Astronomers think that galaxies cannot form without the gravitational pull of dark matter. So a trail of galaxies free of this mysterious material, with no obvious cause, would be a remarkable find. In a paper published in Nature on 18 May1, astronomers say they might have observed such a system — a line of 11 galaxies that don’t contain any dark matter, which could all have been created in the same ancient collision. But many of their peers are unconvinced that the claim is much more than a hypothesis.
This kind of system could be used to learn about how galaxies form, and about the nature of dark matter itself. “If proven right, this could certainly be exciting for galaxy formation. However, the jury is still out,” says Chervin Laporte, an astronomer at the University of Barcelona in Spain.
The finding centres on two galaxies described by Pieter van Dokkum at Yale University in New Haven, Connecticut, and his co-authors in 2018 and 2019. Their stars moved so slowly that the pull of dark matter was not needed to explain their orbits, so the team concluded that the galaxies contained no dark matter. The finding was controversial because the galaxies, named DF2 and DF4, seemed stable and different from the only other known dark-matter-free galaxies, which are new and short-lived, created in the arms of larger galaxies whose dark matter is being stripped by a neighbour. How DF2 and DF4 formed was a mystery.
In the latest paper, van Dokkum’s team not only connects the two unusual galaxies, but says their properties are consistent with them being formed in a high-speed collision, eight billion years ago, that also spawned more such structures. “This single explanation explains so many odd things about these galaxies,” says van Dokkum.
The team borrowed its scenario from simulations originally created to explain unique features in larger-scale collisions between galaxy clusters. The researchers suggest that when two progenitor galaxies collided head on, their dark matter and stars would have sailed past each other; the dark matter would not have interacted, and the stars would have been too far apart to collide. But as the dark matter and stars sped on, gas in the space between the two galaxies’ stars would have crashed together, compacted and slowed down, leaving a trail of matter that later formed new galaxies with no dark matter.
Next, the researchers looked for such galaxies in the line between DF2 and DF4. They identified between three and seven new candidates for dark-matter-free galaxies, as well as strange, faint galaxies at either end, which could be the dark matter and stars remaining from the progenitor galaxies. “It was staring you in the face once you knew what to look for,” says van Dokkum.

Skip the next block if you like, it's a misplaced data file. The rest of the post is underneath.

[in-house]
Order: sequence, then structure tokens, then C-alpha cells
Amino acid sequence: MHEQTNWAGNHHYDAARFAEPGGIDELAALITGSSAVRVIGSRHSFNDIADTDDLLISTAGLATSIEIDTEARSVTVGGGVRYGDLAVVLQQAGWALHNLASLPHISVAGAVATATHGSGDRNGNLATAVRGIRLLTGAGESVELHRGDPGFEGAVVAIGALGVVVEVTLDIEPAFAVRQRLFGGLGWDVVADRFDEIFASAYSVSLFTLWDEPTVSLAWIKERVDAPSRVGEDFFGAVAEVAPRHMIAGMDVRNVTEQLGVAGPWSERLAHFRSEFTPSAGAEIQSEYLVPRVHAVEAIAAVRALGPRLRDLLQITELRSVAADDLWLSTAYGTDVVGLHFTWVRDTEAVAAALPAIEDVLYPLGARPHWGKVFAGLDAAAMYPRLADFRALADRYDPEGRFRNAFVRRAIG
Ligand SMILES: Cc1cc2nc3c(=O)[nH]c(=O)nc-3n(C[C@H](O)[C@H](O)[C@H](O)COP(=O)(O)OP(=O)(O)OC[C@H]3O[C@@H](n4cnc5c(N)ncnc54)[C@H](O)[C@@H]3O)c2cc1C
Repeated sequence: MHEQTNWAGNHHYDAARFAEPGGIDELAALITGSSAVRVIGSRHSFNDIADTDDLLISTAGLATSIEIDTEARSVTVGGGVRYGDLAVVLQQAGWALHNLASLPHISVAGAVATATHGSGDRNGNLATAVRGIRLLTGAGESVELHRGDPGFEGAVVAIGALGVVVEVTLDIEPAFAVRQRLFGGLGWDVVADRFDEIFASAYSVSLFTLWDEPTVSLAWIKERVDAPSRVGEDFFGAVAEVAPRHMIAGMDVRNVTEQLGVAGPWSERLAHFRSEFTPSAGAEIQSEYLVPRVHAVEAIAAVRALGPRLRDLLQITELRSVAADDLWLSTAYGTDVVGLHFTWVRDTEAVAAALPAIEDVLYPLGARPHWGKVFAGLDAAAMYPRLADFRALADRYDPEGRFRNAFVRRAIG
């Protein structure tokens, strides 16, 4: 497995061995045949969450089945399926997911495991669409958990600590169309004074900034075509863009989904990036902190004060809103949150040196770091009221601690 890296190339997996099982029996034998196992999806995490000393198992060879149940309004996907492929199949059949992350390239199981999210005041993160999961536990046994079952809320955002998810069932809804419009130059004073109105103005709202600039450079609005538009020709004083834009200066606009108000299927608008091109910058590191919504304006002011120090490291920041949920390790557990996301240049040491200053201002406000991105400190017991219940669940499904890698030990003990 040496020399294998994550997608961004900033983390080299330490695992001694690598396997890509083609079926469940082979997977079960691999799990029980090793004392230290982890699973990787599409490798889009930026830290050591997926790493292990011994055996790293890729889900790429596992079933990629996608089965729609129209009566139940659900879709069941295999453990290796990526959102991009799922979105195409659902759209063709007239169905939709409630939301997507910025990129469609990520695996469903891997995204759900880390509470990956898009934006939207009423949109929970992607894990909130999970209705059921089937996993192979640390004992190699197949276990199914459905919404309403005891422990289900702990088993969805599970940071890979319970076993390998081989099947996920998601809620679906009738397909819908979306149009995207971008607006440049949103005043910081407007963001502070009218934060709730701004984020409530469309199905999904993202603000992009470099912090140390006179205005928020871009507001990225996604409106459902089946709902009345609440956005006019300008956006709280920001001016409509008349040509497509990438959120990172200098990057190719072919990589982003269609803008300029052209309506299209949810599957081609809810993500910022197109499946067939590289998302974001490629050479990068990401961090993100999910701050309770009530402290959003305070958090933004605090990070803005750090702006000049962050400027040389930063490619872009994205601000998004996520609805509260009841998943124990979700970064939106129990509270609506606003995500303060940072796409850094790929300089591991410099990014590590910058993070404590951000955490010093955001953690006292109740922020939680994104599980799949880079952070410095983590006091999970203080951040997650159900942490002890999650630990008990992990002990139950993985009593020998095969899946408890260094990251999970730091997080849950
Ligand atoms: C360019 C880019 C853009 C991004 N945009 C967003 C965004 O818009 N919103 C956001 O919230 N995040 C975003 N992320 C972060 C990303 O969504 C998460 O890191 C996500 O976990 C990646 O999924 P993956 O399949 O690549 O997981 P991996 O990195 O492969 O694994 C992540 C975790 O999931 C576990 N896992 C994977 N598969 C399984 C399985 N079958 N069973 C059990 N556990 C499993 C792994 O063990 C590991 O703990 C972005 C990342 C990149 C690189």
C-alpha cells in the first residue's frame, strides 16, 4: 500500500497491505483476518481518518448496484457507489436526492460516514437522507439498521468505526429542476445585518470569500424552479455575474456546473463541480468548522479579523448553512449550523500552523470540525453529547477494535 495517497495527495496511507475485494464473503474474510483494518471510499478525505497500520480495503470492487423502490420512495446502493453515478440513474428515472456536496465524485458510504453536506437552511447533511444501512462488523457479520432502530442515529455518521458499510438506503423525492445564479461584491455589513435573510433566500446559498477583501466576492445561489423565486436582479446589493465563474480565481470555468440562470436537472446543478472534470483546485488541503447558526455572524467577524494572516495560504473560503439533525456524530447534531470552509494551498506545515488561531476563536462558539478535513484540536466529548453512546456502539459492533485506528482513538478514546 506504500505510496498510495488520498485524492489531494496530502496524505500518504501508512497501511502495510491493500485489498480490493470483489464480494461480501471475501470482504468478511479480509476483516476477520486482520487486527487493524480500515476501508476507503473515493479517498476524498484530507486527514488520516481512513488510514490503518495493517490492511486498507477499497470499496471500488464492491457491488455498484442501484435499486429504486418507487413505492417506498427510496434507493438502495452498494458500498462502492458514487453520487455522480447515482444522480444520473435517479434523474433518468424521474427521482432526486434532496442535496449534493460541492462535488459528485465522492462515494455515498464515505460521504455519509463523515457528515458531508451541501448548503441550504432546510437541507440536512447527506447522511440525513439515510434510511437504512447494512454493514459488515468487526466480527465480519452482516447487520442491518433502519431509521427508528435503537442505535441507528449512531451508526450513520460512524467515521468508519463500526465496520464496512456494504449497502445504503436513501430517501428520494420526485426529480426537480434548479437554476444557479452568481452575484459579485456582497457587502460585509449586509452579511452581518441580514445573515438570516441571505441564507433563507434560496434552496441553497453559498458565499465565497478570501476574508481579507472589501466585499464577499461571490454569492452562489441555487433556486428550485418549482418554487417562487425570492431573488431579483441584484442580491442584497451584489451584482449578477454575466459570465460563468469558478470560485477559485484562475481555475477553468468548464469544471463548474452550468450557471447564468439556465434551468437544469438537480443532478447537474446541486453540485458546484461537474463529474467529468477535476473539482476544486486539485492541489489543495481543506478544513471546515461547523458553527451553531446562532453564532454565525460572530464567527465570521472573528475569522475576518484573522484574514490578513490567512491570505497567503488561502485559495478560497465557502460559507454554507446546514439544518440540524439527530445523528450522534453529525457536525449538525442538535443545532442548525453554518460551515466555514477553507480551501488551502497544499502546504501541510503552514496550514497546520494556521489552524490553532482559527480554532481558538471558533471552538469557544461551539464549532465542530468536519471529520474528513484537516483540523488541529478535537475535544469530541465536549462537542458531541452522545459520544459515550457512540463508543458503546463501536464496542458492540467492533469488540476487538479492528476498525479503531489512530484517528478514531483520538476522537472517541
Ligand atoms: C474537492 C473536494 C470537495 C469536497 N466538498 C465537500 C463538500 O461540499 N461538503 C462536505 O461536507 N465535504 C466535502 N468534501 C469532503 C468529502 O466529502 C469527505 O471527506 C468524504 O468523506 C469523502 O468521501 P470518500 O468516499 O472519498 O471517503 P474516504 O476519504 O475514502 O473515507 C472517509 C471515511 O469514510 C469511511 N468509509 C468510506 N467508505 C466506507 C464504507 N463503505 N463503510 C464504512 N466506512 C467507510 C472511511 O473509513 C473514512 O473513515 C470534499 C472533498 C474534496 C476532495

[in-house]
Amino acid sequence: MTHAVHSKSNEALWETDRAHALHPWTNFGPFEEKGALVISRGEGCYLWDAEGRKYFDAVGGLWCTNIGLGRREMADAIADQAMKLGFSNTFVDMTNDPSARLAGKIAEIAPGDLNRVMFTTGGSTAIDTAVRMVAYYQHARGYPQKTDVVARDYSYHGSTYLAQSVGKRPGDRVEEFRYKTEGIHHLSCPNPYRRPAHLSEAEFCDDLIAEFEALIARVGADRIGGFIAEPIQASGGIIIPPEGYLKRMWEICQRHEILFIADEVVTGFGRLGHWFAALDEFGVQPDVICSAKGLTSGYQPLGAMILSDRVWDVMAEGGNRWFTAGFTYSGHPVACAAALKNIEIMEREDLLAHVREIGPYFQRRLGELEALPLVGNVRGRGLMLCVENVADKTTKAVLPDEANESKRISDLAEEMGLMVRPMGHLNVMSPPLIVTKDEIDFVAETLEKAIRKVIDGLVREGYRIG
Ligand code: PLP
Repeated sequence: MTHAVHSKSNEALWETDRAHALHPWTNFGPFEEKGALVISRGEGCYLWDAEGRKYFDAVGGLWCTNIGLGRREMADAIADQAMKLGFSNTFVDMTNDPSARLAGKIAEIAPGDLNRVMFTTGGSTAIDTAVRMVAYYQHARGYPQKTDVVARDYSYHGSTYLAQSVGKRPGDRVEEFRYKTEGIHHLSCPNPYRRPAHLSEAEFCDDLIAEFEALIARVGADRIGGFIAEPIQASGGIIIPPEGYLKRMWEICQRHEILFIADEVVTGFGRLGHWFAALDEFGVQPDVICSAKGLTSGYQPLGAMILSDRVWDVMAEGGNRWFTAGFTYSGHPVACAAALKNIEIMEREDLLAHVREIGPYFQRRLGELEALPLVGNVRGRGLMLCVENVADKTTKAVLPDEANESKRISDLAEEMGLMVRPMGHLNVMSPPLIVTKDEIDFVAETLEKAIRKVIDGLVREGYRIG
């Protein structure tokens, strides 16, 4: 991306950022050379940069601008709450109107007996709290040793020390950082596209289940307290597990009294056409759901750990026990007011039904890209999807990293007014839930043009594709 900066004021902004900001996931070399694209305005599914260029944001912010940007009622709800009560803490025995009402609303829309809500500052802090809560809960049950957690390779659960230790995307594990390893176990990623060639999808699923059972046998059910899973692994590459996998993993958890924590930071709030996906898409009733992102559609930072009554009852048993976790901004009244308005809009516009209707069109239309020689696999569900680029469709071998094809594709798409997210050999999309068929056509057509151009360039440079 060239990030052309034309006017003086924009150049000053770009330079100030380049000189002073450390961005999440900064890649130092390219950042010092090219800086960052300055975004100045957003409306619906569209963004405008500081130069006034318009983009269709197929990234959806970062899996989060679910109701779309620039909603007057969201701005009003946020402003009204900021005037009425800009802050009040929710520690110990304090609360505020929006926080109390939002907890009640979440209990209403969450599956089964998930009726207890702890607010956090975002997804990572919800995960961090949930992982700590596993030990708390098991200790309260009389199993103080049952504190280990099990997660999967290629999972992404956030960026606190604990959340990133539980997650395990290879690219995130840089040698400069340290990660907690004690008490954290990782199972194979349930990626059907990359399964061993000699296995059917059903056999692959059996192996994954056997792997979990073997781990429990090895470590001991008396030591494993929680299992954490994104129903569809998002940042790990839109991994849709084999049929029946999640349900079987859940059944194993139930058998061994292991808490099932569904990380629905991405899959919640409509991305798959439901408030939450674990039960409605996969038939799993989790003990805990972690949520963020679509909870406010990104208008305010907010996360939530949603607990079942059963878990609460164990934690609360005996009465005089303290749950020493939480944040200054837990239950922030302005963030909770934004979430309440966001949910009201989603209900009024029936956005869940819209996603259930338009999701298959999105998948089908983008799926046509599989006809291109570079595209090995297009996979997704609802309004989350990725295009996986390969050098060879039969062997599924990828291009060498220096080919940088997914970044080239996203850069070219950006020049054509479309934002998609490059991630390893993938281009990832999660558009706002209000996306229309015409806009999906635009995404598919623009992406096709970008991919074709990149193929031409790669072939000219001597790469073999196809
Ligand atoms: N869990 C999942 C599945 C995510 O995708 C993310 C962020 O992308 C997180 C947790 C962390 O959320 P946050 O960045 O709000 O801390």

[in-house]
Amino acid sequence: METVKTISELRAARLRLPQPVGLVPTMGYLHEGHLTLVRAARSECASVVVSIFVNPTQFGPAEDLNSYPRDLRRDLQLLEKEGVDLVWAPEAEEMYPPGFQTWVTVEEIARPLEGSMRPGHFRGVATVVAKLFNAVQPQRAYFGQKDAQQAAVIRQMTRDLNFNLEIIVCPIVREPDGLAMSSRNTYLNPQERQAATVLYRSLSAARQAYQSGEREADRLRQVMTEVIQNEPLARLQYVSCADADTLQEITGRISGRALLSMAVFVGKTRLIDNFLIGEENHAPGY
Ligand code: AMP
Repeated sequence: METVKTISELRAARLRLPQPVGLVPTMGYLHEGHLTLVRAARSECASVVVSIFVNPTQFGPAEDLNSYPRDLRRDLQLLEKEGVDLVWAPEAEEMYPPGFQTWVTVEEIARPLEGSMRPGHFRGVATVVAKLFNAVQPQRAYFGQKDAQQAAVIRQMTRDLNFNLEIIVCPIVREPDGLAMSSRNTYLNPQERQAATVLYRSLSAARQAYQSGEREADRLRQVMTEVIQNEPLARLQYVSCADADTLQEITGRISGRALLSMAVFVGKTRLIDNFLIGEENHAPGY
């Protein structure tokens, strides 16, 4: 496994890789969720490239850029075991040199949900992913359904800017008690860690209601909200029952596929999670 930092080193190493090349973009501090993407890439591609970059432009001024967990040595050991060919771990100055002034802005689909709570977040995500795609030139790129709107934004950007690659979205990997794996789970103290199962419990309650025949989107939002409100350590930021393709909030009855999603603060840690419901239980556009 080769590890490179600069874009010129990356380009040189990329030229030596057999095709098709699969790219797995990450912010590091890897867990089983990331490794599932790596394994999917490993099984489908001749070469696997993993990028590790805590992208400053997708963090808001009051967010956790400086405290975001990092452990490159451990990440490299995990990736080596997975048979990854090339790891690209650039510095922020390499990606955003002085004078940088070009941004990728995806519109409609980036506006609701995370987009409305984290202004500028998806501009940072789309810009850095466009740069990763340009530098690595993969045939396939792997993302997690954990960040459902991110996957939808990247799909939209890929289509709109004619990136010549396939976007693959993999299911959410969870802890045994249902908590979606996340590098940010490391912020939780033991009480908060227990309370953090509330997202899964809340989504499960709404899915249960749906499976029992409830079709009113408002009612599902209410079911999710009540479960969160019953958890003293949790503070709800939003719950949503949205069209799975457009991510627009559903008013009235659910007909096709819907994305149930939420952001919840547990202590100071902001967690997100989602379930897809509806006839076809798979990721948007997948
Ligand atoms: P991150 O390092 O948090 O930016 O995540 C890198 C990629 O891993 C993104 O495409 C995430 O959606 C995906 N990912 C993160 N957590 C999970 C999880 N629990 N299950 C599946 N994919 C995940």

If this picture proves to be true, it could help astronomers to understand how dark matter behaves, and to learn about the circumstances under which galaxies can form. Such a galactic collision might also be used as a “new laboratory” to understand whether dark matter interacts with itself, says Go Ogiya, an astronomer at Zhejiang University in Hangzhou, China.
Although plausible, van Dokkum’s model describes just one of a number of ways that these galaxies could have been made, says Priyamvada Natarajan, an astrophysicist at Yale who is not a member of van Dokkum’s team. But it is intriguing and, crucially, makes testable predictions, she says.
Measurements of the precise distances and velocities of candidate galaxies could prove they are part of the same string and not just coincidentally along the same line of sight, says Michelle Collins, an astronomer at the University of Surrey in Guildford, UK. “For me, whether this is a real line or not is a big open question.”
Astronomers also need to measure the masses of the ghost galaxies at the ends of the line — the potential progenitor galaxies — to test whether they contain lots of dark matter, as the model predicts, adds Laporte.
Others question whether any exotic explanation is needed. Ignacio Trujillo, an astronomer at the Institute of Astrophysics of the Canary Islands in La Laguna, Spain, leads a team that proposes that DF2 and DF4 are closer to Earth than van Dokkum’s measurements suggest, and therefore contain more dark matter than was at first apparent.
Astronomers also need to see a reliable simulation showing that the scenario van Dokkum’s team describes is plausible, says Mireia Montes, an astronomer at the Space Telescope Science Institute in Baltimore, Maryland. “For now, there are a lot of assumptions, but those are not supported by any simulation,” she says.